In the fall of 2014, Jacob Braham was the anchor in goal for a Yorktown boys soccer team that marched its way to the Section 1 Class A final. On the heels of his superb performance and with dreams of becoming a professional goalkeeper, Braham left Yorktown midway through his senior year to play for D.C. United’s U-18 team. After spending a year in D.C., Braham got the opportunity to play overseas in Portugal, and he ran with it. Now, after a long two-year journey that has taken him around the world, Braham has decided to come back to the U.S., committing to play Division I soccer at UNC Wilmington this fall.
In your senior season at Yorktown in 2014, you were a star goalkeeper down the stretch, leading the No. 11 seed Huskers to the Section 1 Class A final. Looking back, what was that experience like for you and your team, and what did it mean for Yorktown soccer?
It was an incredible experience and one that I will certainly remember the rest of my life. Unfortunately, we came up a bit short; however, I think we were the start of a bright future for Yorktown soccer.
Almost immediately after that magical run, you relocated to Washington D.C. in January of 2015, leaving your school and home to play for the U-18 D.C. United team. How did you decide to make that difficult transition?
Although it was difficult to leave my family and friends, especially midway through my senior year in high school, it was a decision that I felt I needed to make in order to obtain my ultimate goal of becoming a professional goalkeeper.
What did you learn from your time in D.C.? What was the level of play like compared to high school and what was it like to move cities and schools halfway through your senior year?
Living in D.C. was an amazing experience, although there was an initial adjustment phase as I was living on my own for the first time. However, this truly taught me to become fully independent. In terms of the soccer, the speed of play was quicker and the technical/tactical abilities of the players were much higher than at the high school level.
But D.C. wasn’t enough for you. In January 2016, you moved to Portugal to play with U-19 SC União Torreense. How did you get this opportunity, and was it a tough decision to make?
The opportunity to play with Torreense came about via a former Portuguese footballer, and after watching a few highlight clips I was invited over to train with the club in January. It was a difficult decision because unlike living in D.C. there would be no opportunity for me to visit my family at any time over those six months.
Still only 18-years old, what was it like to move to Portugal alone and have to adjust to a whole new culture? What was the level of play like, especially compared to high school and U.S. club level?
Moving to Portugal was initially rather difficult. I had moved to Portugal without knowing any of the language and had trouble communicating with my roommate from Brazil, the coaching staff and the other teammates. The level of play was a lot more intense than U.S. football as these players were playing for contracts.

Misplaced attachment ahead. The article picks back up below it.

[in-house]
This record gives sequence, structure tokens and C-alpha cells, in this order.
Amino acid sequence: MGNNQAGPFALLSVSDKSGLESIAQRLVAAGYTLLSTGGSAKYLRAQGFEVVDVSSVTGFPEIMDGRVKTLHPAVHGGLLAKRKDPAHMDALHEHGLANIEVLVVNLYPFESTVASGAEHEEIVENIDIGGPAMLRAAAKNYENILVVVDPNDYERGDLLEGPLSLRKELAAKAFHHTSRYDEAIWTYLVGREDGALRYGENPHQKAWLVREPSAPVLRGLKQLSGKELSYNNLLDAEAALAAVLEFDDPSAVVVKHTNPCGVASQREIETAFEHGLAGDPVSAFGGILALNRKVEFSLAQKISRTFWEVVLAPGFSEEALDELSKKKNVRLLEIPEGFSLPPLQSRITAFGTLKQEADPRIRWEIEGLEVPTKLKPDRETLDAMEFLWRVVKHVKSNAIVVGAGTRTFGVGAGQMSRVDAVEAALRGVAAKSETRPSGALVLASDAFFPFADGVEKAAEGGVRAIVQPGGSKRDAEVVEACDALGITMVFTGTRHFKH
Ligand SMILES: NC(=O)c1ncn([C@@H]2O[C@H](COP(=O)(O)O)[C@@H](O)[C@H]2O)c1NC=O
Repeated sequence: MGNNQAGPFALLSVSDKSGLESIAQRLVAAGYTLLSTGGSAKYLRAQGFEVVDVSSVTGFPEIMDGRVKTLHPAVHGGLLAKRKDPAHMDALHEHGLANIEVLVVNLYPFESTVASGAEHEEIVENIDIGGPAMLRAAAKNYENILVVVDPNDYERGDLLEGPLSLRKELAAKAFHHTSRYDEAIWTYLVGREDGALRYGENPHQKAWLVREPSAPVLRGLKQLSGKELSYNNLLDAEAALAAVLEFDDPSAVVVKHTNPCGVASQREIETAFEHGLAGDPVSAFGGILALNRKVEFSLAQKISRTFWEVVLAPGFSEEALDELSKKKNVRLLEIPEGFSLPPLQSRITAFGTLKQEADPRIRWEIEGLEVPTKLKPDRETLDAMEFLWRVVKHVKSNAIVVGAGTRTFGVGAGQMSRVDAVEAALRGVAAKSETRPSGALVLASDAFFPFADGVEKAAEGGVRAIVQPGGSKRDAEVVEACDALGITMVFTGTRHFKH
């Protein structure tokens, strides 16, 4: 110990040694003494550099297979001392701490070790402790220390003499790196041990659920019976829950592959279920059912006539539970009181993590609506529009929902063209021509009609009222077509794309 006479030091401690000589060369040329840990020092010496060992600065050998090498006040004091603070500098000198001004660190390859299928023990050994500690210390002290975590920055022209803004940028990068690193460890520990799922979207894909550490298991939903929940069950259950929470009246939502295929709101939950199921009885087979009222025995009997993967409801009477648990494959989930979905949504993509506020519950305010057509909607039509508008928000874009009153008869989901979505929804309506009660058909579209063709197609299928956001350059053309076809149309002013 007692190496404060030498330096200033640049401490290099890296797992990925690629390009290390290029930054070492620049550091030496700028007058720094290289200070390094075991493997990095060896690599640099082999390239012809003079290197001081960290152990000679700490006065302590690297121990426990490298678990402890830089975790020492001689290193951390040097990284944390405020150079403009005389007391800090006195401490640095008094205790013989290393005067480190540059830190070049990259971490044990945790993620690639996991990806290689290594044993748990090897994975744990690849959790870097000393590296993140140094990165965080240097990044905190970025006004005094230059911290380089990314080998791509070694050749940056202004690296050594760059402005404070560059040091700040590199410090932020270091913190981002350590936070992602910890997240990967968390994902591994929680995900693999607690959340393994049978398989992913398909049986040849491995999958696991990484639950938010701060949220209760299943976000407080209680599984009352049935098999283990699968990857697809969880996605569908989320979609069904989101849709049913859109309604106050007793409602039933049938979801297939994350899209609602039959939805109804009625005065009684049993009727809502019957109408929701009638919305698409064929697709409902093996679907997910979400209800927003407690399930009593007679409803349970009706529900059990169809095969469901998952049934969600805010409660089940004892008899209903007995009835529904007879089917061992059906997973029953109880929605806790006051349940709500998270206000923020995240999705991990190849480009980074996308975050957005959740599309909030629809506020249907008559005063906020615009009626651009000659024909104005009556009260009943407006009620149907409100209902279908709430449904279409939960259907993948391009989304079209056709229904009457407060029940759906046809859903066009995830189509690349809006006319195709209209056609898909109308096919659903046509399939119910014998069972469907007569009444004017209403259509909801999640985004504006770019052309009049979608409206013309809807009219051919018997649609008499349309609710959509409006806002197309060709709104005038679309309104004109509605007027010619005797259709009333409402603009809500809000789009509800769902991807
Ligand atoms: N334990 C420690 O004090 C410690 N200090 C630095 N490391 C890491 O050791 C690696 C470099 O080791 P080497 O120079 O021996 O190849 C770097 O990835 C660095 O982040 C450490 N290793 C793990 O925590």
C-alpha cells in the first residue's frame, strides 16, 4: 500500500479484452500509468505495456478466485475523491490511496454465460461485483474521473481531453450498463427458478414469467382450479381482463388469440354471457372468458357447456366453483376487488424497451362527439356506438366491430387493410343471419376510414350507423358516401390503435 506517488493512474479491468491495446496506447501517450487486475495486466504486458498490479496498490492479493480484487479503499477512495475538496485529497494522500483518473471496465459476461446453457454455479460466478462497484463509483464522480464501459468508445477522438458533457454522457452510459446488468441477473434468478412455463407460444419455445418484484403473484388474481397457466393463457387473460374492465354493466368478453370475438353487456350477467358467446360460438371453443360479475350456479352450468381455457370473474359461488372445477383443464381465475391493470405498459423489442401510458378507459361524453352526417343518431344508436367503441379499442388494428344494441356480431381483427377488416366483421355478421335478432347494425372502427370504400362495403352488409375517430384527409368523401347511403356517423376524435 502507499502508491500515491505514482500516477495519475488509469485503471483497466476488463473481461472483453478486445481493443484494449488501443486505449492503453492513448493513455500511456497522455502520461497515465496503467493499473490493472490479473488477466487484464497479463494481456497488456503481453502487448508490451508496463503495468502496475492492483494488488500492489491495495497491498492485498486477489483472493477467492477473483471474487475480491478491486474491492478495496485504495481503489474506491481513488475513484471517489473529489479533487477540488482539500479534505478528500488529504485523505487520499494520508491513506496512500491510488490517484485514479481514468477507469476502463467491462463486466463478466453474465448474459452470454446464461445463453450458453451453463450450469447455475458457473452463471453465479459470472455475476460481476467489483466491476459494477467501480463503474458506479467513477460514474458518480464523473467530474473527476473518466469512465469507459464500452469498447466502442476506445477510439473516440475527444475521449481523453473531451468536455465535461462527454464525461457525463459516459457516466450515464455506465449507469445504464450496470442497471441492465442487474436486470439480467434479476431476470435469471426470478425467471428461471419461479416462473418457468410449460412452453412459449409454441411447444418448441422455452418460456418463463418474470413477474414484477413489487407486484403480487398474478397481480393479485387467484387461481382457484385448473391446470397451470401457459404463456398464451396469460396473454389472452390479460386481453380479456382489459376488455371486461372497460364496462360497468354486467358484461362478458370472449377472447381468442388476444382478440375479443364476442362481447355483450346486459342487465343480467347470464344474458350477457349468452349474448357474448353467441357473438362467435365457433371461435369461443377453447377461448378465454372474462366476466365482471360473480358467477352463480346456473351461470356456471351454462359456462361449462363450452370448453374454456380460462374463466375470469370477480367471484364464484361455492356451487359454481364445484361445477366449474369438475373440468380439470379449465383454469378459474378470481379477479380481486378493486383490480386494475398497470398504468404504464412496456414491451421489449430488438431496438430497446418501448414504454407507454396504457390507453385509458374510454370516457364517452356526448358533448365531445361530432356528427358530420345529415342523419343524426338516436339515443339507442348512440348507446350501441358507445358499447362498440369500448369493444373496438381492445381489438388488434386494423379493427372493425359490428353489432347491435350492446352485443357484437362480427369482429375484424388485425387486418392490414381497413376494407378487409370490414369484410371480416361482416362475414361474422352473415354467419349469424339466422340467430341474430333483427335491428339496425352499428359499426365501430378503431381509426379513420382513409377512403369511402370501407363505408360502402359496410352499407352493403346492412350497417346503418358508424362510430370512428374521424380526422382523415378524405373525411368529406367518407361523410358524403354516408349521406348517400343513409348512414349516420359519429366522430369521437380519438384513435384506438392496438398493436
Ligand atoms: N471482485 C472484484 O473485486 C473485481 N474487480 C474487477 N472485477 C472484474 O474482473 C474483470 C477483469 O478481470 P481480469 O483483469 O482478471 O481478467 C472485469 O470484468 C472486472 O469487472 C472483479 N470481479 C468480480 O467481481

What was the best part of moving to Portugal? The worst part? Any special moments that stick out?
Besides the obvious answer of the football, the best part of Portugal was exploring Lisbon on days off and visiting its beautiful beaches. The worst part would probably be the initial difficulty I had transitioning and learning the language. The best moment would have to be traveling to Maderia with the club to play Nacional (Cristiano Ronaldo’s first club) and earning ‘Man of the Match.’ Another one of my favorite moments was traveling to Benfica’s training facilities to play against their U19’s for a match.
This fall, you will be playing Division I soccer at UNC Wilmington. Why did you decide on coming back to the U.S. to play in college, and why did you choose UNC Wilmington?
UNC Wilmington was a fairly easy choice as I intend to major in marine biology and they have an excellent program. Additionally, the men’s soccer program is a top-25 Division I program and has an excellent reputation for producing professional goalkeepers.
Why did you choose marine biology?
I plan on majoring in marine biology because I have always been interested in marine life and would like to work outside.
What are your future goals? Will you definitely be pursuing a professional soccer career?
My future goals are to earn my degree from UNC Wilmington and hopefully become a professional goalkeeper.
Looking back on this crazy two-year journey, what are your thoughts? What have you learned?
I have learned to become independent and be able to adjust to any new situation, no matter how difficult.
If you could go back to 16-year-old Jacob Braham and give him some advice, what would you say?
I would tell myself to be confident in your decisions from the start. Do not let doubt enter my mind because I have a dream and am doing everything in my power to achieve it.